'Tis the season. Fa la la la la. With thanks to my dear friend Rachael Craw and Walker Books Australia, they're giving away the entire Spark Trilogy to one lucky Australian or New Zealand resident.
To celebrate, I'm thrilled to be able to share with readers a bonus Christmas scene from the Spark series. Check Rachael's website next week for the final series giveaway!
A Note From Rachael
The following is a scene from a 2012 version of Stray that never went to print. I had forgotten all about it until I was trying to think of Christmassy posts to share with this giveaway. Then I remembered, looong ago in the recesses of time, that I had written a scene where Evie and Jamie exchanged Christmas gifts! How perfect. Of course, it's rather an old bit of writing so go easy on me Merry Christmas Spark Army, I love youse guys!
Merry Christmas from Evie and Jamie
“Merry Christmas.” Jamie’s voice carries down the hall from the front door. I picture the wry twist of his mouth as he bends to kiss Miriam’s cheek. This was all her idea – her and Kitty’s – a belated gathering to break the ice, post-trauma. I hide in the kitchen, pouring drinks and blindly arranging finger food as Leonard and Barb offer stiff greetings and Kitty overcompensates with breezy good cheer.
This is a terrible idea. They’ll never forgive me for putting Kitty in danger. Canapes and champagne for godsake. I glance over my shoulder like a guilty child and drain a crystal flute in a few desperate gulps before refilling it in a seamless manoeuvre.
I’m halfway through my second glass when Jamie’s reflection appears in the dark kitchen window. I spin, sloshing the contents over my hand, remembering his anti-booze speech after the Halloween ball, but Jamie’s reproving glare is nowhere to be found. His eyes skim the neckline and hem of my dress and my skin warms with an all over blush.
“Little early for tippling, love.”
“Shh.” I nod in the direction of the living room.
He takes the glass from my hand and swallows the rest. “Second thoughts, we’ll probably need it.”
I sigh and hang my head. The faint whiff of chimney smoke and winter air lingers on his dinner jacket. I love his crisp white shirt and cufflinks. He’s even combed his hair. He brushes cool fingers across the nape of my neck and I close my eyes. “This is going to be bad, isn’t it?”
“At least they came.” He circles my waist, drawing me close. “You’re very beautiful, you know?”
“Ugh.” I turn in his arms and wrinkle my nose at my hair in the window. “I look like a boy.”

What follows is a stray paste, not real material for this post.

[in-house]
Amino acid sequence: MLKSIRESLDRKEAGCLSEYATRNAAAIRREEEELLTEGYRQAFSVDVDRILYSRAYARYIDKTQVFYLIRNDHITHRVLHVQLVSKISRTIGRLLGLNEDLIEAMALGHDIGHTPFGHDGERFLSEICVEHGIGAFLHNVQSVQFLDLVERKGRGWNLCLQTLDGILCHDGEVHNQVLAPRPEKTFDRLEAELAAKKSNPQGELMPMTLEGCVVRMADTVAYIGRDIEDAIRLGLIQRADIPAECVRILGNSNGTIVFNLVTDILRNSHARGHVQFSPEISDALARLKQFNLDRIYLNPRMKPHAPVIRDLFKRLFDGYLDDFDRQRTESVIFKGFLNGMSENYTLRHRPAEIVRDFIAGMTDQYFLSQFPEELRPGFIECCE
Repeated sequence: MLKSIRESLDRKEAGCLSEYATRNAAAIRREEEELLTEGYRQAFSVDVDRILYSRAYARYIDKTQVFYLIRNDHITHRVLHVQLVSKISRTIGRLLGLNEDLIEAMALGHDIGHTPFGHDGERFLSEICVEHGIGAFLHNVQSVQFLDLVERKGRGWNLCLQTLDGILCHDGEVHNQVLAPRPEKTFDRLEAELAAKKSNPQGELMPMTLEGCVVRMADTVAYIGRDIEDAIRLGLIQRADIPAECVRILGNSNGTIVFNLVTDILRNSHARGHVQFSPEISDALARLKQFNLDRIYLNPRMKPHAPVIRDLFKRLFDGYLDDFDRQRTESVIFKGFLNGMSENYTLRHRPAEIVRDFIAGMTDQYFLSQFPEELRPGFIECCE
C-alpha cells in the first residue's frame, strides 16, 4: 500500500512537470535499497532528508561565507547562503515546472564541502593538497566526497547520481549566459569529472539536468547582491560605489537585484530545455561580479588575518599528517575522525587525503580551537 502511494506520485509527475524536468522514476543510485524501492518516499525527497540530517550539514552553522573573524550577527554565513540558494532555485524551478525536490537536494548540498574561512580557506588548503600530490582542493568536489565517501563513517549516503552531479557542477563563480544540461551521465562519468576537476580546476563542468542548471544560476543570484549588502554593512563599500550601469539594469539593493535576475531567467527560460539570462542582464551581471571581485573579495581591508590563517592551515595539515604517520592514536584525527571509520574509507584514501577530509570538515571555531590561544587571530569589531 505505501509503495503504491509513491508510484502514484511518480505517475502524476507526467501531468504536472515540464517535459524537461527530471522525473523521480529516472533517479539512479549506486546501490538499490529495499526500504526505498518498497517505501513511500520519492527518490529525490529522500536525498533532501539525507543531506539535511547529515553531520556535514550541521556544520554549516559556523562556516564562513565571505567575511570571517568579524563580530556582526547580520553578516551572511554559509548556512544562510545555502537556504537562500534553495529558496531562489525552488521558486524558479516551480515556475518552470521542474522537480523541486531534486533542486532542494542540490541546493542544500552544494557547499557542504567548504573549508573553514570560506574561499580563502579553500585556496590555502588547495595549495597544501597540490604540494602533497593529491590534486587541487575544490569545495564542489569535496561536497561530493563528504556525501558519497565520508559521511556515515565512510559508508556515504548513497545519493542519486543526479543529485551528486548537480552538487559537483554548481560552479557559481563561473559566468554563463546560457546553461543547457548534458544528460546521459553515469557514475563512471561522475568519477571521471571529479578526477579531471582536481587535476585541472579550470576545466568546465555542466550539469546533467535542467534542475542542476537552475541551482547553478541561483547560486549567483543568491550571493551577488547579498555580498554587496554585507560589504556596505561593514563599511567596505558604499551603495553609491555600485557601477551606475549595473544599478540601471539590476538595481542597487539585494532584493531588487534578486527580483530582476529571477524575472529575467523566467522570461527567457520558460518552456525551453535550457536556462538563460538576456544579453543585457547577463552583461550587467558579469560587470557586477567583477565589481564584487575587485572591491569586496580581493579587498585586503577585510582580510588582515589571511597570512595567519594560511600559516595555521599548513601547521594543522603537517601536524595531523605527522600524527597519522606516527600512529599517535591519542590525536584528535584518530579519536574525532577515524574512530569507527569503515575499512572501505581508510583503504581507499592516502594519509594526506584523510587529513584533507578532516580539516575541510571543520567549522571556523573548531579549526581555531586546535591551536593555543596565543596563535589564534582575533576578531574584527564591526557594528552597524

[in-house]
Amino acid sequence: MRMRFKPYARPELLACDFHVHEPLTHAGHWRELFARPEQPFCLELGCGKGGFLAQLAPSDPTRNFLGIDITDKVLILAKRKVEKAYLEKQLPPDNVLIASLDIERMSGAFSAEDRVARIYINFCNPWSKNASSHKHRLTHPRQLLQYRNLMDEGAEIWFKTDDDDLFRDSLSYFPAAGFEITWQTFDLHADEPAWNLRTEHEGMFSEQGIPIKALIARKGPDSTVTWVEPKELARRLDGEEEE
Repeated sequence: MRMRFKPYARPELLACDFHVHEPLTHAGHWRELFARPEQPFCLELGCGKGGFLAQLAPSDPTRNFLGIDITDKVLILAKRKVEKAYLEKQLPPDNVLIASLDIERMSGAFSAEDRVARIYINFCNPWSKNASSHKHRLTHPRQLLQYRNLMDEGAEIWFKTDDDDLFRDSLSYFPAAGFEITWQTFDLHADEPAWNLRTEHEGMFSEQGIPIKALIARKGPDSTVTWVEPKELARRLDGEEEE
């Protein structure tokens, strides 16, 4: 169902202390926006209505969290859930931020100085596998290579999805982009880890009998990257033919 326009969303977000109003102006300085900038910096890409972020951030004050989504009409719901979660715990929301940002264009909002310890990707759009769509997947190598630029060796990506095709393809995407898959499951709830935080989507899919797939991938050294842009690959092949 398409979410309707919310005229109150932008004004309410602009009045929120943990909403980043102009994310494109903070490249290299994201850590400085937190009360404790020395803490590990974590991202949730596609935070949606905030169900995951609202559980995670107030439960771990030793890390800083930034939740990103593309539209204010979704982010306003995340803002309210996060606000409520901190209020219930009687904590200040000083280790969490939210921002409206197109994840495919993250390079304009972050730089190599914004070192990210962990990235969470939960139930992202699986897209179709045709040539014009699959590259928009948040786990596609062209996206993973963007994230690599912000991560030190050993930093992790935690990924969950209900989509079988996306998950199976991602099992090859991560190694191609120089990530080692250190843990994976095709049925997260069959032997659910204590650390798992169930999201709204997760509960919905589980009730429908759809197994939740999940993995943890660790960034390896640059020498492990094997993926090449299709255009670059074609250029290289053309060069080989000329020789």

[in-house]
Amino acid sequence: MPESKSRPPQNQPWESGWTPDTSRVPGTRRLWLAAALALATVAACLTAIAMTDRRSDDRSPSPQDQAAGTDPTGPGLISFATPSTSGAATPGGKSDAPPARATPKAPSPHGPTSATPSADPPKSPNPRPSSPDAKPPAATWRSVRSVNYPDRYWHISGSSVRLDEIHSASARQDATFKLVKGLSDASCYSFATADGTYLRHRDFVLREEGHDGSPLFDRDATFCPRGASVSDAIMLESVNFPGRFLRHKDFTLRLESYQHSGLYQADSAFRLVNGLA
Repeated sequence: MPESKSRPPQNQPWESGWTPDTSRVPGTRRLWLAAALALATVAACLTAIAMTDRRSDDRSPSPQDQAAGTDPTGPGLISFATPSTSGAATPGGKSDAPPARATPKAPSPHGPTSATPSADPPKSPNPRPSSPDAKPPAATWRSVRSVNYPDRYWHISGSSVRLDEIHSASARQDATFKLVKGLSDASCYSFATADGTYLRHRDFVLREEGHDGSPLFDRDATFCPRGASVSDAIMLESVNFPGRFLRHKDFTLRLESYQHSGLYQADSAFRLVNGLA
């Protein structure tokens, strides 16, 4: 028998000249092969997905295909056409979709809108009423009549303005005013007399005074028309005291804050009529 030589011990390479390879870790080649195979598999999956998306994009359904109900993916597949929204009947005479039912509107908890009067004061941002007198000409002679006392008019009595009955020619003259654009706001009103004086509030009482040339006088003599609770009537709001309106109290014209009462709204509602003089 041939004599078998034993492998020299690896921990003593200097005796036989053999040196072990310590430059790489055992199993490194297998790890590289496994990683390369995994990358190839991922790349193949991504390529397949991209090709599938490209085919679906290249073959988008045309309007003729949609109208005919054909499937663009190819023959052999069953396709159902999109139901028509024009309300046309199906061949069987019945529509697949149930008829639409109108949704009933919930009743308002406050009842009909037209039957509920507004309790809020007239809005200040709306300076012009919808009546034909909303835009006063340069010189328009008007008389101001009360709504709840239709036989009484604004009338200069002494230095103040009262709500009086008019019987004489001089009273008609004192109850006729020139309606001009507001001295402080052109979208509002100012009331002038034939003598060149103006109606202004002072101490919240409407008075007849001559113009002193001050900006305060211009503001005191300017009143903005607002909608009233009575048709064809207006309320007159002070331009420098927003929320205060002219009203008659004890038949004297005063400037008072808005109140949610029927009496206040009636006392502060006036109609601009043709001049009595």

“Hardly.” He rests his chin on my shoulder and places a small pale blue box with a tell-tale ribbon on the counter.
My brain blanks. The pressure of the last few months and all my dread for the future is displaced by another weight – my longing for what I can’t have. Him. I blink like a strobe, terrified to touch the box. “God, Jamie…”
He nudges me with his chin. “Don’t be difficult.”
“You make it impossible to compete. Now my present is going to look lame.”
“You got me something?” He releases me to lean back against the counter, grinning, eyebrows high.
“It’s been sitting in the bottom of my wardrobe since November.”
His lips form a small ‘o’ at the unmentionable season of separation. He ducks his head. “What is it?”
I reach past him for the small box wrapped in cheap Christmas paper on the windowsill and place it on the counter next to his ostentatious gift for me.
“You already have one.” I chew my lip, stupidly embarrassed.
He cocks his head. “I do?”
I can’t look right at him.
He chuckles. “Together?”
I grimace at the pale blue box, picking it up and trying not to watch him as he tears the paper from his present. I loosen the ribbon, lift the lid and hold my breath. There’s a small folded card which reads, Made to Order and under this a pendant.
“Oh…Jamie.” My throat constricts and I choke out a small laugh. “Snap.”
He opens his velvet case and bites his lip, smile spreading wide. “Saint Michael.”
“I don’t think they’re quite in the same league.” I sigh. “So I guess this’s no cubic zirconia?”
“Best not to ask if it makes you twitchy.” He raises the small silver medallion from the case and hands me the chain.
I help fasten the link behind his neck, breathing in his dizzying scent, and tuck the medallion inside his shirt. I fan my fingers on his chest. “Now he’s not just watching your back.”
His grey eyes sparkle. “Thank you.”
I offer up the little blue box.
“But it’s so…”
“What?” he murmurs, draping the filigree chain around my neck.
“Beautiful.” It is. Breathtakingly so. A tiny rose gold angel encircled with diamonds and the inscription ‘Saint Michael Protect Us’. I shake my head as he fastens the clasp.
“Nothing.” I snort, remembering an old conversation. “I suppose I should be grateful it wasn’t a ring.”
He turns me to the window and my eyes fall first on the pendant then his face.
My soft laugh dies. “What?”
“We should probably go and rescue Miriam from the ice brigade.”
I turn and touch his cheek. “Jamie?”
He narrows his eyes. “What if it had been?”
“A ring?” My mouth dries. “I … um … I …”
“Thank you for my gift, Everton.” He bumps his nose gently against mine, making me cross-eyed. “I love it.” But it feels like, I love you.
My whole body tingles with the electricity of his touch and I stammer, “Well, this is … easily the most beautiful thing … I’ve – I’ve ever been given … and –”
He cuts me off with a kiss, soft, warm, lingering. Not remotely calming. When he finally pulls back I can’t think of a single coherent thing to say. He brushes his knuckle beneath my chin. “You’re welcome.”
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